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Canucks in desperate need of strength on the blue-line

Kevin Bieksa, difference-maker. 

Caution: sarcasm. This hockey columnist is coming to terms with a frustrating Canucks loss that resulted in the Chicago Blackhawks taking the lead in the Western Conference semi-final.

Kevin Bieksa, a Canucks defenseman, had another great game in the second round of the Stanley Cup playoffs.  He logged more than 20 minutes ice-time and contributed to the Blackhawks' win almost every shift, including their opening goal of the game which gave the Hawks some life after a great start by Vancouver.  Bieksa’s ability to pass the puck with precision and accuracy onto the sticks of his opponents was instrumental in the Hawks' 5 - 2 victory over the Canucks Wednesday night at GM Place. 

He was a difference maker, that’s for sure, and this is how I'm starting to think he'd be better dressed:

The unexpected but devastating duo of Bieksa and Chicago power forward Dustin Byfuglien caused huge problems in front of Canucks goaltender Roberto Luongo.  They combined for four goals and a number of turnovers, which resulted in more offensive chances for the Blackhawks.  Byfuglien finished the night with a hat-trick, was named the first star of the game and was a massive presence throughout the game. 

The most frustrating thing about Byfuglien and the constant traffic around Luongo is that Chicago has made no secret that it’s a deliberate part of their game plan. And yet, no Canuck seems able to combat the strategy.

The Globe and Mail labelled Byfuglien “monstrous” and the Hawks’ winger said the Canucks weren’t able to contain him once he’s stationed near Luongo’s crease. “It’s my job to get position and make them work around me,” the Globe reported yesterday. “They got to worry about me coming and worry about getting hit.”

It seems to me that a more proactive defence would benefit Vancouver, and getting a body on the opposing player might be a smart strategy.  Even a guy the size of Byfuglien (who is 6’4 and 260 lbs) shouldn’t be permitted such an easy path to the net. 

The Canucks’ captain and netminder stopped 30 shots—he was good but not great—and at least one Chicago goal came from a rebound that he should have absorbed. The Hawks kept traffic in front of Luongo all night and it clearly affected his ability to see the puck, hence the rebounds. Regardless, Luongo has to be better if the Canucks expect to down Chicago and move on to the Western Conference Final.  

Luongo wasn’t the only Canuck affected by Byfuglien’s play. The Blackhawk was on the ice for nearly 16 minutes, notched six shots on goal and was involved in a scrum after the whistle on almost every shift.  Vancouver claimed they weren’t going to get involved in any post-whistle melee, but to Chicago’s credit, the visiting team got under the skin of their opponents, taking the Canucks off their game and egging them into skirmishes.  Even Daniel Sedin got nasty with David Bolland late in the first and their trash-talking continued from the penalty box. This isn't something Canucks fans are used to seeing from the veteran but he was clearly frustrated with his inability to capitalize earlier in the period. Regardless, the twins need to make more of an appearance in game four. And they know it.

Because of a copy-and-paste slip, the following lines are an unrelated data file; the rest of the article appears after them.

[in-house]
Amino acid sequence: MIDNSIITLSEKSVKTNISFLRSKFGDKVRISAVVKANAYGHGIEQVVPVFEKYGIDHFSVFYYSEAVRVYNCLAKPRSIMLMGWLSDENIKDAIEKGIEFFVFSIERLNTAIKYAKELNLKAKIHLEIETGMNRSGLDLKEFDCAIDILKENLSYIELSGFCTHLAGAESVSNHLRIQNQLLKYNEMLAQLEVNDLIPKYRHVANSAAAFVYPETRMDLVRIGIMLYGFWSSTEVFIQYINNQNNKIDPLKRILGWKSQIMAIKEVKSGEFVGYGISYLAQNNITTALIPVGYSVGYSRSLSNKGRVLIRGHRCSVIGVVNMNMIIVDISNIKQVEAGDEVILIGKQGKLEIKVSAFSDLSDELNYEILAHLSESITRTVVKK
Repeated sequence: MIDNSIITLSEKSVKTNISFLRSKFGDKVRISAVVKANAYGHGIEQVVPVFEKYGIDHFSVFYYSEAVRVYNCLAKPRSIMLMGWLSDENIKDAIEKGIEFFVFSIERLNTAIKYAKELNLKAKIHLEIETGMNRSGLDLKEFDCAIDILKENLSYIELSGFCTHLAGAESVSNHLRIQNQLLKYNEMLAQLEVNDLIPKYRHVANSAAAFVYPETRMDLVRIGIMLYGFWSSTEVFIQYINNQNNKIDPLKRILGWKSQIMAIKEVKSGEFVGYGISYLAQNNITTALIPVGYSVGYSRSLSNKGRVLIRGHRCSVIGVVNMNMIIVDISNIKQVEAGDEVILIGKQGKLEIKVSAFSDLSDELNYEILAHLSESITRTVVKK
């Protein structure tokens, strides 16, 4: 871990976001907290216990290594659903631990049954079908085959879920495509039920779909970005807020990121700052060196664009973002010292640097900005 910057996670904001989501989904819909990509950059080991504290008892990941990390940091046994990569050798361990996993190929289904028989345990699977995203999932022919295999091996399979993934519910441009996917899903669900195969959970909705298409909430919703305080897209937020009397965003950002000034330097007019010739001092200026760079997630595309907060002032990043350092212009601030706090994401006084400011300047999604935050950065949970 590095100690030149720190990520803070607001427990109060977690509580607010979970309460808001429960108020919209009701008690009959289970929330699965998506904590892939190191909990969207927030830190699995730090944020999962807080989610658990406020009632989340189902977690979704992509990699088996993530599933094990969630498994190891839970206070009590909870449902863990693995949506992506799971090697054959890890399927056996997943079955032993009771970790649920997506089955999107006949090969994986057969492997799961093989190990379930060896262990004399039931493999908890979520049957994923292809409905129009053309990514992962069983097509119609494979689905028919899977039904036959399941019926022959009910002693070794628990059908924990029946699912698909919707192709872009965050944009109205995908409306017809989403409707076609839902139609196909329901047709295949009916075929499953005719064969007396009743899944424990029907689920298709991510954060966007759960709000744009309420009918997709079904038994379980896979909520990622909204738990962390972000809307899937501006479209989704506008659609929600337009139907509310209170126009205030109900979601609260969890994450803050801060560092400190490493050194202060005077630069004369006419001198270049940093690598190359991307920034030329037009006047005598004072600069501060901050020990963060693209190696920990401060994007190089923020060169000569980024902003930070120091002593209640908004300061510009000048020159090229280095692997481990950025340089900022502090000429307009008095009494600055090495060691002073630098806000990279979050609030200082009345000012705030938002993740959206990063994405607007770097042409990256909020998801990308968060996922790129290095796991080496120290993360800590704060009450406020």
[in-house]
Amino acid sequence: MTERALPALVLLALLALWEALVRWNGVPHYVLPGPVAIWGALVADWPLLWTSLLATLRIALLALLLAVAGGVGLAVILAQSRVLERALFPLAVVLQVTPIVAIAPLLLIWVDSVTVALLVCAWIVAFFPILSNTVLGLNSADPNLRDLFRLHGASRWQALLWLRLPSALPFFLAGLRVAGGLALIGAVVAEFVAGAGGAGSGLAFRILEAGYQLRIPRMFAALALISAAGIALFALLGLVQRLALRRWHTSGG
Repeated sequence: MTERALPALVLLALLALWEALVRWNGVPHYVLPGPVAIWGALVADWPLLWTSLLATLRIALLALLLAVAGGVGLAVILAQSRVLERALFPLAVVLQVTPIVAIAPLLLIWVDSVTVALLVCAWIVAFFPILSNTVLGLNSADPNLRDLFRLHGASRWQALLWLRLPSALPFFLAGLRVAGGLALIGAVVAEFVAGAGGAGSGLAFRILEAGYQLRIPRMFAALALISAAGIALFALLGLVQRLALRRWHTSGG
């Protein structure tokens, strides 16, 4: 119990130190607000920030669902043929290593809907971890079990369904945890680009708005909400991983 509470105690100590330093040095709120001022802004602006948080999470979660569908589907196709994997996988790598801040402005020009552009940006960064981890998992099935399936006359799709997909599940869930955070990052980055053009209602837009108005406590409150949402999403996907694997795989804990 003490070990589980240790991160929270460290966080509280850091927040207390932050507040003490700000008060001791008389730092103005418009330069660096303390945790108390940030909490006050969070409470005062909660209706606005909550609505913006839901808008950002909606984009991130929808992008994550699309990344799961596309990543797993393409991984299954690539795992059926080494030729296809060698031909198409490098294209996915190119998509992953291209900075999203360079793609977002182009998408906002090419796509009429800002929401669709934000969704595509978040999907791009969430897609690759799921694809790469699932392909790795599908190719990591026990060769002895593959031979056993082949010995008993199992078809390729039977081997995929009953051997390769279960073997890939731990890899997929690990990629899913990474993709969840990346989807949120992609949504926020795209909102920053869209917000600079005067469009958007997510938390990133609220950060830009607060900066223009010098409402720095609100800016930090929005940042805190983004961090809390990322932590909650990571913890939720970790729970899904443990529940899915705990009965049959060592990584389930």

Vancouver had plenty of chances to get on the board first. They were buzzing around the Chicago end early and often, but were unable to finish their chances and get anything behind a solid-looking Antti Niemi. Niemi finished with 33 saves but looked better than he actually was since the Canucks didn’t provide much traffic in front of the net.

Vancouver’s first goal came from Alex Burrows, who burried a wrist-shot past Niemi in the final minute of the second period to get Vancouver within a goal heading into the final frame. Burrows ended his slump—since getting an empty-netter against L.A., he hadn’t scored since March 30—but, for the second straight game the Canucks failed to play with any desperation in the third period and were outplayed and outscored.  Chicago scored twice in the final period to ice the game with a final score of  5 – 2  and take the 2 – 1 lead in the series.

 

Looking ahead to game four:

Chicago bullied Vancouver through most of the third game and continued to initiate the physical play in the series.  The Canucks have to step up their physicality and set the tone early. 

I never thought I’d say this, but maybe Alain Vigneault should insert Darcy Hordichuck or Tanner Glass into the line-up in order to display some toughness and grittiness.  Vancouver is far too easy of a team to play against right now, and without some kind of adjustment, this series could be done in five games.

Another key to winning game four is to contain Kevin Bieksa at all costs.  He is an absolute Canuck killer, and I’m worried he could be the Blackhawks Most Valuable Player. 

In honour of the Canucks defenseman, who may as well lace up and dress for the Chicago Blackhawks, we’ve made-up a drinking game.  Enjoy—but only if you don’t have to work in the morning.

 

Kevin Bieksa Drinking Game

A careless turnover in his own zone: 1 drink

A bad pinch into the opponent’s end, resulting in an odd-man rush against the Canucks: 2 drinks

Lost man coverage in his own zone, resulting in a scoring chance for the opponent: 3 drinks

A point shot that doesn’t get through to the net: 4 drinks

An assist on an opponent’s goal: 5 drinks

A goal in his own net: 10 drinks

Warning: Do not play for more than one (1) period of a single Canucks game, as overconsumption of alcohol can result in serious health risks.

 

Watch game highlights here.

 

 

 

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